Cybercrime , Fraud Management & Cybercrime , Geo-Specific

Australia Police Charge Teen With Extorting Optus Victims

19-Year-Old From Sydney Suburbs Allegedly Sent Extortion SMS to Data Breach Victims
Australia Police Charge Teen With Extorting Optus Victims
A 19-year-old resident of suburban Sydney, Australia, was arrested Thursday morning for allegedly running an SMS scam using stolen Optus data breach information. (Image: Australian Federal Police)

Australian Federal Police arrested a teenager who attempted to capitalize on the massive data breach at telecommunications provider Optus by threatening to blackmail victims whose data was published online.

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The man, 19, allegedly sent text messages to 93 of the 10,200 Optus customers whose data was posted online by the hacker who stole millions of customer records from the cellular network provider. Police are not revealing the teenager's identity but say he threatened to use victims' personal information for financial crimes unless he received a payment of AU$2,000 - approximately US$1,300.

The teenager is not a suspect in the Optus data breach investigation itself, which police say is ongoing and "aggressively pursuing all lines of enquiry." The hacker behind the breach late last month backed off from selling the entire set of stolen customer records. "Too many eyes," the hacker posted in a forum (see: Optus Attacker Halts AU$1.5 Million Extortion Attempt).

Police arrested the would-be extortionist Thursday morning in his home in the Sydney suburb of Rockdale and seized a mobile phone allegedly used to send the blackmail messages. None of the recipients appear to have paid out.

Police charged the teenager with using a telecommunication network with the intent to commit a serious offense and dealing with identification information, which respectively carry a maximum penalty of 10 and seven years.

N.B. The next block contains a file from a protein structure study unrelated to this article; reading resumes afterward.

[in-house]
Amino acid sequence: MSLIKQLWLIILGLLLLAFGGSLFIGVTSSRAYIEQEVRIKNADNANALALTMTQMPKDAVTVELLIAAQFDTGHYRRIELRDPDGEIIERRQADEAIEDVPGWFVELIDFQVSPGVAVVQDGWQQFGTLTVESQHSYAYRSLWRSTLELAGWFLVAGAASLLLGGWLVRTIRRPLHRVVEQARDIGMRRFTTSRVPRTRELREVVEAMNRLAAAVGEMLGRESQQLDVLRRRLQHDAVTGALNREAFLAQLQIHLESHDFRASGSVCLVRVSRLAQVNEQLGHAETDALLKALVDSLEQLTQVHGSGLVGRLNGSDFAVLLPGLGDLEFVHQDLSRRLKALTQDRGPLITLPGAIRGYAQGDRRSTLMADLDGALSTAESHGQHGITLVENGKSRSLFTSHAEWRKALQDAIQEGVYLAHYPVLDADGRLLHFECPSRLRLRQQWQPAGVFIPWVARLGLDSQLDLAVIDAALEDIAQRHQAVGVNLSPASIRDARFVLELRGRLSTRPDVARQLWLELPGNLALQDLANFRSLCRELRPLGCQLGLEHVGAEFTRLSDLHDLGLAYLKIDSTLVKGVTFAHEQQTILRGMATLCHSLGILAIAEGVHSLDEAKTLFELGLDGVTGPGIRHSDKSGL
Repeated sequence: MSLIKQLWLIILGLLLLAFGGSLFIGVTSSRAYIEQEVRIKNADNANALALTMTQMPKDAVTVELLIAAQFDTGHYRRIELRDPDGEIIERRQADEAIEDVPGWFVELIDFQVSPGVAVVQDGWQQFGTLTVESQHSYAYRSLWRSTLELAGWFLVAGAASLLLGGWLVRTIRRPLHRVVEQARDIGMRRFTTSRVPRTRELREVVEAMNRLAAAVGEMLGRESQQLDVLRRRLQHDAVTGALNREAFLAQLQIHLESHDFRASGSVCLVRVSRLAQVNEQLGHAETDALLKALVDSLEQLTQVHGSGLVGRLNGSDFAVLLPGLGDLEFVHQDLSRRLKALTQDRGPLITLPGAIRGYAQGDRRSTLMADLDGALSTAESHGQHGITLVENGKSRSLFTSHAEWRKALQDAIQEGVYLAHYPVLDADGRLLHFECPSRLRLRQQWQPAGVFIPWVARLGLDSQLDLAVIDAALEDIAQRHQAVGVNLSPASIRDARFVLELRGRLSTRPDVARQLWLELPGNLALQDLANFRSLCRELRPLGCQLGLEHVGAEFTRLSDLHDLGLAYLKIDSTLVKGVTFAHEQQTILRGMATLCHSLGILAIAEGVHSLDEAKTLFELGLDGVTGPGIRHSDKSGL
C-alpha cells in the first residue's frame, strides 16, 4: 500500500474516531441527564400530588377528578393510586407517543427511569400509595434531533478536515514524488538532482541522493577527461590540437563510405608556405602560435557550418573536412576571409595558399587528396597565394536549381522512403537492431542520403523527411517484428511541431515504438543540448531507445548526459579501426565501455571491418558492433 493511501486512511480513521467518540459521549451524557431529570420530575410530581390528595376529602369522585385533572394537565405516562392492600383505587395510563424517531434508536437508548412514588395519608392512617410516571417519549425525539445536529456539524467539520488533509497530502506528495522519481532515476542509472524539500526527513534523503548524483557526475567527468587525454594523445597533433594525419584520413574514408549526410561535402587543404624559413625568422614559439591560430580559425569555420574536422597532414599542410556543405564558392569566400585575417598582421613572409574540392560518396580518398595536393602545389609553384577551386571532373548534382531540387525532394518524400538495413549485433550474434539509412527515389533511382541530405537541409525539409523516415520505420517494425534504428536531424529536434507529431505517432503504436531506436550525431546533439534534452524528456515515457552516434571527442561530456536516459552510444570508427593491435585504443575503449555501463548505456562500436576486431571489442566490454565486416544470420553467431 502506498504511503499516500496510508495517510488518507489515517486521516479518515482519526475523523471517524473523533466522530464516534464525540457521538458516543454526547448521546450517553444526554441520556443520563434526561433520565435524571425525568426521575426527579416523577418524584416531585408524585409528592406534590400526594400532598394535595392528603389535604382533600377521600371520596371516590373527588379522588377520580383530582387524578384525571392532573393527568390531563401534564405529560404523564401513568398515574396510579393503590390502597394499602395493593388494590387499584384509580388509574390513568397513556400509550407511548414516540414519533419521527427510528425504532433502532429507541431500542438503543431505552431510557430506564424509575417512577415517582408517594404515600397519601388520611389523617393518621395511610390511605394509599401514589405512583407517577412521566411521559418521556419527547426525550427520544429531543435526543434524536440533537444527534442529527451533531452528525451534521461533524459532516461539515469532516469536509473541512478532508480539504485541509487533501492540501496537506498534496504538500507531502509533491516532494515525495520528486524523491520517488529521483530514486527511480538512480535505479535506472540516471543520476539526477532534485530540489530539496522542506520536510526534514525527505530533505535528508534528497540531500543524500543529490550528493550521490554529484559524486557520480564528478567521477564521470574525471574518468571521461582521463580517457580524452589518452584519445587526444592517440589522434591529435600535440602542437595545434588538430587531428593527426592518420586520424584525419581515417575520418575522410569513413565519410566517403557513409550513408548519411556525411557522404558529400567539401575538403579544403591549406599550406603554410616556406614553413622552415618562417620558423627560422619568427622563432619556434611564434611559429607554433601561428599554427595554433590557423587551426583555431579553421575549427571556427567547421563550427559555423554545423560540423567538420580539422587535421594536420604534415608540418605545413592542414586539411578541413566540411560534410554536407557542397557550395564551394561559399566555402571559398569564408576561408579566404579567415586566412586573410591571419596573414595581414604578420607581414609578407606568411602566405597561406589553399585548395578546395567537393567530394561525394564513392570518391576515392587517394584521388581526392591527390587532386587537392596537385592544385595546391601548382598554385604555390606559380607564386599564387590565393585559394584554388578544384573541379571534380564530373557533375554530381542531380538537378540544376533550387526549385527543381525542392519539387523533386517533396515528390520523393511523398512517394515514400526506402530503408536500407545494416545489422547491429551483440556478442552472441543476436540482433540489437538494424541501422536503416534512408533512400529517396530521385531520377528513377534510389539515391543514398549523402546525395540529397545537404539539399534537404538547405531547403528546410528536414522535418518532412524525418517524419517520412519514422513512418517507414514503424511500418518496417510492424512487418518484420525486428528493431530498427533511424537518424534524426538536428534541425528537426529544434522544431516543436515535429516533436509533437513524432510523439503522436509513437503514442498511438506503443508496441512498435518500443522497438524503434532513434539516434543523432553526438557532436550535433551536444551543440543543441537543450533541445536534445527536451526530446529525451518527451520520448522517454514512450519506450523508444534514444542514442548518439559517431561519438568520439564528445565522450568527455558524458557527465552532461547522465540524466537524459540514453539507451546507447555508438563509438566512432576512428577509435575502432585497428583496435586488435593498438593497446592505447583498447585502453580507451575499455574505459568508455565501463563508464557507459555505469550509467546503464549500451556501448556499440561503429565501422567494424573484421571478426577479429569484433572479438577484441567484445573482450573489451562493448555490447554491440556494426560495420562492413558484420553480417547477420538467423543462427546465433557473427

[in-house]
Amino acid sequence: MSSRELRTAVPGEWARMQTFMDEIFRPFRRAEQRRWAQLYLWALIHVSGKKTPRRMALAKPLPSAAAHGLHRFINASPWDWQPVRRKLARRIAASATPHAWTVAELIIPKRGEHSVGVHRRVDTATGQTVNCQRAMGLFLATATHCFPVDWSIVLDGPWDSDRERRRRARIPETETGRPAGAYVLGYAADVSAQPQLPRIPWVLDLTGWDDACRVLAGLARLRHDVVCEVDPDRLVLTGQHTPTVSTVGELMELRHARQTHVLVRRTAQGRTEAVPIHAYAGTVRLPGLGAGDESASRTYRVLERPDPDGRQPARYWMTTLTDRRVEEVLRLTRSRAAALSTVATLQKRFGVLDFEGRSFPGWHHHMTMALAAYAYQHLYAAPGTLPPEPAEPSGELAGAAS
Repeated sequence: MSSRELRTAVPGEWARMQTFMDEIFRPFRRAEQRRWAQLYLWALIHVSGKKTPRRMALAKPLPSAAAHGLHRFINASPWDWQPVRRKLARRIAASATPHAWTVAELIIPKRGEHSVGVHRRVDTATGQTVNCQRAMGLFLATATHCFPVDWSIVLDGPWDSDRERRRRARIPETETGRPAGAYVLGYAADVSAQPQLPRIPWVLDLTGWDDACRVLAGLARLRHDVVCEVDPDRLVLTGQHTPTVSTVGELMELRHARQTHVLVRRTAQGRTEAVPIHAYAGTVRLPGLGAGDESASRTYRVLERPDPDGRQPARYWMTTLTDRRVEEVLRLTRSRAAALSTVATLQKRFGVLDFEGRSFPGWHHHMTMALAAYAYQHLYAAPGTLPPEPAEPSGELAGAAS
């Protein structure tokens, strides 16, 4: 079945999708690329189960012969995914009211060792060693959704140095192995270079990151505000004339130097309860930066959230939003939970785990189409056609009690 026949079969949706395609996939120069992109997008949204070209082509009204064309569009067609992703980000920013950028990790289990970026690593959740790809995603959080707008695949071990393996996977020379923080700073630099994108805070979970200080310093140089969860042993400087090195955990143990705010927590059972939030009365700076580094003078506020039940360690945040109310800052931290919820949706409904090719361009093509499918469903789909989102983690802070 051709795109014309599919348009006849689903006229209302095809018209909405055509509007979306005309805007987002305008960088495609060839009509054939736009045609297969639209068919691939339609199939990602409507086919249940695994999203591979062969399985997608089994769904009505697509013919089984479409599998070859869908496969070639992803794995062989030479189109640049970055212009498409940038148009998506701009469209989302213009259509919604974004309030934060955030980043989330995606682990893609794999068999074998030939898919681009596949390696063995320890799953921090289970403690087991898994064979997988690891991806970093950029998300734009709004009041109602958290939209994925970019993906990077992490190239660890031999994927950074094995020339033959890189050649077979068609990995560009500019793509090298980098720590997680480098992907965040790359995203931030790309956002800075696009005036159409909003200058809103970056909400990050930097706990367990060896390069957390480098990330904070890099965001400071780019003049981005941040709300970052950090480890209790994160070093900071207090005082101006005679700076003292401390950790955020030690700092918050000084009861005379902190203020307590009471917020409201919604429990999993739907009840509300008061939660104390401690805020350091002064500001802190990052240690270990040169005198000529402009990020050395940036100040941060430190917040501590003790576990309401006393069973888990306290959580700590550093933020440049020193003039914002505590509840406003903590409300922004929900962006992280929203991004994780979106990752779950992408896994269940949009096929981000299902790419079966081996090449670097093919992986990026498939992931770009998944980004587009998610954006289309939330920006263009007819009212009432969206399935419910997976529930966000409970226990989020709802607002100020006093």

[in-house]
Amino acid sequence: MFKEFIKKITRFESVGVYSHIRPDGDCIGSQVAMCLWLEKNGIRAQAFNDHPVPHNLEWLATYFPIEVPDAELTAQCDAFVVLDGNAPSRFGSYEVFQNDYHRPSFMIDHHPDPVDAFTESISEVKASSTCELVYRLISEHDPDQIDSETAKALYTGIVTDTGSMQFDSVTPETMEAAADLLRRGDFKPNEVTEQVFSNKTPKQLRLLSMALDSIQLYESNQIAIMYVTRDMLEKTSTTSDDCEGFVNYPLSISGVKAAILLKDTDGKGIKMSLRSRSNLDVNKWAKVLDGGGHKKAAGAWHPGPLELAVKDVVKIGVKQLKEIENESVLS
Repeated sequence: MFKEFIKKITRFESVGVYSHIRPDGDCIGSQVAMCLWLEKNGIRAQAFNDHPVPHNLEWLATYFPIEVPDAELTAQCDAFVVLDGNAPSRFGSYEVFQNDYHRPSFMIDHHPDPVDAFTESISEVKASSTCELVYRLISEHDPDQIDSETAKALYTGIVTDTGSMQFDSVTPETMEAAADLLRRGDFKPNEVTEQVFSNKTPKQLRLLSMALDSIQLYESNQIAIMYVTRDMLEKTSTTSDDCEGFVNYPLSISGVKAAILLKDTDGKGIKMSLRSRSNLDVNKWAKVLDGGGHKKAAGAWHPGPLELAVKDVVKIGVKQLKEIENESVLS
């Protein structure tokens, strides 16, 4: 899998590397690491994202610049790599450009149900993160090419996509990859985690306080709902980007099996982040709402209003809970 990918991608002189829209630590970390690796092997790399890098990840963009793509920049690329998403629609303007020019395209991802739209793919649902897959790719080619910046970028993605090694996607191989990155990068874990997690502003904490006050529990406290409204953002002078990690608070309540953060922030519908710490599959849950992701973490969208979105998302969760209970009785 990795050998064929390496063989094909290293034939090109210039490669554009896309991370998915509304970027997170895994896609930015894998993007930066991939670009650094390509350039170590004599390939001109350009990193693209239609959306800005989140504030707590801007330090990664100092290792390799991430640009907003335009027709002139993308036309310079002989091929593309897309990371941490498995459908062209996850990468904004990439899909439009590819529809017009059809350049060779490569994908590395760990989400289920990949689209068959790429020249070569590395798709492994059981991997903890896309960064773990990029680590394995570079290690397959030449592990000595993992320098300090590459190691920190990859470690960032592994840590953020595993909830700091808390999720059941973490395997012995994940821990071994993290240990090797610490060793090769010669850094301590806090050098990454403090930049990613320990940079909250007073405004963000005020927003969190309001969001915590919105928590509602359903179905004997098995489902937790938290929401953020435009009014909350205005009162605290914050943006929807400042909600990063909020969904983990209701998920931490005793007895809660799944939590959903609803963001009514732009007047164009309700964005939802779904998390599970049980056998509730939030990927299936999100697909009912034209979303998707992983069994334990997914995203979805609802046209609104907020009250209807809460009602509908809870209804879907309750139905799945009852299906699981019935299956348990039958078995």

Following the Optus breach, Australian law enforcement inaugurated Operation Guardian to monitor for illicit online activity involving individuals swept up by the breach.

A number of public service agencies, including the Australian Competition and Consumer Commission have alerted Optus customers to be on the lookout for scams. Multiple bad actors already have sent out Optus breach-themed phishing and SMS messages.

Police are "scouring forums and other online sites for criminal activity linked to this breach. Just because there has been one arrest does not mean there won't be more," Australian Federal Police Assistant Commissioner Justine Gough said in a statement.

Optus is conducting its own investigation into the data breach incident. In a Monday update, the company said further analysis shows that of the 9.8 million records exposed, only 2.1 million involved an identity document number.*

*Correction Oct. 10, 2022 21:02 UTC: Clarifies that Optus has found that, of the 9.8 million individuals affected by the breach, only 2.1 million must take action due to having an identity document number included in the affected data set.


About the Author

Mihir Bagwe

Mihir Bagwe

Senior Correspondent, Global News Desk

Bagwe previously worked at CISO magazine, reporting the latest cybersecurity news and trends and interviewing cybersecurity subject matter experts.




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